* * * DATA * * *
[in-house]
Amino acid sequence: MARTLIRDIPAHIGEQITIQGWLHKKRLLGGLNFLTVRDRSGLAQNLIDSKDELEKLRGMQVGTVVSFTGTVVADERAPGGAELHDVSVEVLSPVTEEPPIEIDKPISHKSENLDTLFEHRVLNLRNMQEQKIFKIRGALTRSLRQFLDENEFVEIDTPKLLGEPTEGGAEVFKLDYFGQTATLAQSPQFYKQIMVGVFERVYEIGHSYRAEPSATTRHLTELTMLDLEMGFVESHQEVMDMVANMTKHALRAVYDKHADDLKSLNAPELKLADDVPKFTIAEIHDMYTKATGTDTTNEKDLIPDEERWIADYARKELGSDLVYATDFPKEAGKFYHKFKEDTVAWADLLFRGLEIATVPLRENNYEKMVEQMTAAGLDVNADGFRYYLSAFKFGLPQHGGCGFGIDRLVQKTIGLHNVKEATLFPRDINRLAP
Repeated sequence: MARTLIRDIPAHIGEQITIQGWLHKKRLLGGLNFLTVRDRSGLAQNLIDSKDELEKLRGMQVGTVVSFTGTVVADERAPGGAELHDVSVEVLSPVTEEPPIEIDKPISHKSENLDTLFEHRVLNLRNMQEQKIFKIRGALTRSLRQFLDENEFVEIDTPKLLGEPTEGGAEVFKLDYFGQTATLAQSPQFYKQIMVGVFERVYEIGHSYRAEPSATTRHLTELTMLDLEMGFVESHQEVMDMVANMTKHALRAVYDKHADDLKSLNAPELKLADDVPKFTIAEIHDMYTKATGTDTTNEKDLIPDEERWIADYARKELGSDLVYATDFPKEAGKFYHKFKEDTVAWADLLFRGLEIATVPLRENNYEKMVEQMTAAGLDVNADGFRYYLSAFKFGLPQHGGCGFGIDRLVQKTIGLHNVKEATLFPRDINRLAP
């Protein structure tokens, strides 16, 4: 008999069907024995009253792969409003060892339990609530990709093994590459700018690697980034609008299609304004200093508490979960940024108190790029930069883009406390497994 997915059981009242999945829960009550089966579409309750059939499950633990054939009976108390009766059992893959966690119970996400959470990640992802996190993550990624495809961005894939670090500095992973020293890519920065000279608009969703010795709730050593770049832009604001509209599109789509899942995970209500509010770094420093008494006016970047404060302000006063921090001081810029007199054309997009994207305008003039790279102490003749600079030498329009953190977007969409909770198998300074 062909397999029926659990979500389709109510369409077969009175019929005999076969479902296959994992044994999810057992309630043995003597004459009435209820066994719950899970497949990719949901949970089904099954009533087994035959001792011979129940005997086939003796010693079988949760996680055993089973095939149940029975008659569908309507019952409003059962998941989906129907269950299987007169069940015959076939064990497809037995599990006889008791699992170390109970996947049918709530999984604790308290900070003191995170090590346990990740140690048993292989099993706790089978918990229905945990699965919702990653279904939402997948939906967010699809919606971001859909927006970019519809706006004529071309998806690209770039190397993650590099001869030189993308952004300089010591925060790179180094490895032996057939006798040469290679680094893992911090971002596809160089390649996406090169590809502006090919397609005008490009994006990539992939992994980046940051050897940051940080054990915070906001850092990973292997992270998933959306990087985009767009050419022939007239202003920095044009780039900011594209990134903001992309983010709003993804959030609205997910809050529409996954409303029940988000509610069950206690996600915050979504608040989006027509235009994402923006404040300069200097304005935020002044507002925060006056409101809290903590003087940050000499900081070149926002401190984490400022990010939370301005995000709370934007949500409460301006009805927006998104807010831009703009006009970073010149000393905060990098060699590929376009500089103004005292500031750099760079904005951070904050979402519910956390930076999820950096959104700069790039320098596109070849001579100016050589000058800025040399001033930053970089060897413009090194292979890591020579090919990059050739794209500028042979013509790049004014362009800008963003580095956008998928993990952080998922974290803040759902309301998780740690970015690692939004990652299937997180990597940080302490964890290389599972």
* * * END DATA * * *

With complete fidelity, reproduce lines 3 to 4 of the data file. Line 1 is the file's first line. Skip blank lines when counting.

Repeated sequence: MARTLIRDIPAHIGEQITIQGWLHKKRLLGGLNFLTVRDRSGLAQNLIDSKDELEKLRGMQVGTVVSFTGTVVADERAPGGAELHDVSVEVLSPVTEEPPIEIDKPISHKSENLDTLFEHRVLNLRNMQEQKIFKIRGALTRSLRQFLDENEFVEIDTPKLLGEPTEGGAEVFKLDYFGQTATLAQSPQFYKQIMVGVFERVYEIGHSYRAEPSATTRHLTELTMLDLEMGFVESHQEVMDMVANMTKHALRAVYDKHADDLKSLNAPELKLADDVPKFTIAEIHDMYTKATGTDTTNEKDLIPDEERWIADYARKELGSDLVYATDFPKEAGKFYHKFKEDTVAWADLLFRGLEIATVPLRENNYEKMVEQMTAAGLDVNADGFRYYLSAFKFGLPQHGGCGFGIDRLVQKTIGLHNVKEATLFPRDINRLAP
């Protein structure tokens, strides 16, 4: 008999069907024995009253792969409003060892339990609530990709093994590459700018690697980034609008299609304004200093508490979960940024108190790029930069883009406390497994 997915059981009242999945829960009550089966579409309750059939499950633990054939009976108390009766059992893959966690119970996400959470990640992802996190993550990624495809961005894939670090500095992973020293890519920065000279608009969703010795709730050593770049832009604001509209599109789509899942995970209500509010770094420093008494006016970047404060302000006063921090001081810029007199054309997009994207305008003039790279102490003749600079030498329009953190977007969409909770198998300074 062909397999029926659990979500389709109510369409077969009175019929005999076969479902296959994992044994999810057992309630043995003597004459009435209820066994719950899970497949990719949901949970089904099954009533087994035959001792011979129940005997086939003796010693079988949760996680055993089973095939149940029975008659569908309507019952409003059962998941989906129907269950299987007169069940015959076939064990497809037995599990006889008791699992170390109970996947049918709530999984604790308290900070003191995170090590346990990740140690048993292989099993706790089978918990229905945990699965919702990653279904939402997948939906967010699809919606971001859909927006970019519809706006004529071309998806690209770039190397993650590099001869030189993308952004300089010591925060790179180094490895032996057939006798040469290679680094893992911090971002596809160089390649996406090169590809502006090919397609005008490009994006990539992939992994980046940051050897940051940080054990915070906001850092990973292997992270998933959306990087985009767009050419022939007239202003920095044009780039900011594209990134903001992309983010709003993804959030609205997910809050529409996954409303029940988000509610069950206690996600915050979504608040989006027509235009994402923006404040300069200097304005935020002044507002925060006056409101809290903590003087940050000499900081070149926002401190984490400022990010939370301005995000709370934007949500409460301006009805927006998104807010831009703009006009970073010149000393905060990098060699590929376009500089103004005292500031750099760079904005951070904050979402519910956390930076999820950096959104700069790039320098596109070849001579100016050589000058800025040399001033930053970089060897413009090194292979890591020579090919990059050739794209500028042979013509790049004014362009800008963003580095956008998928993990952080998922974290803040759902309301998780740690970015690692939004990652299937997180990597940080302490964890290389599972």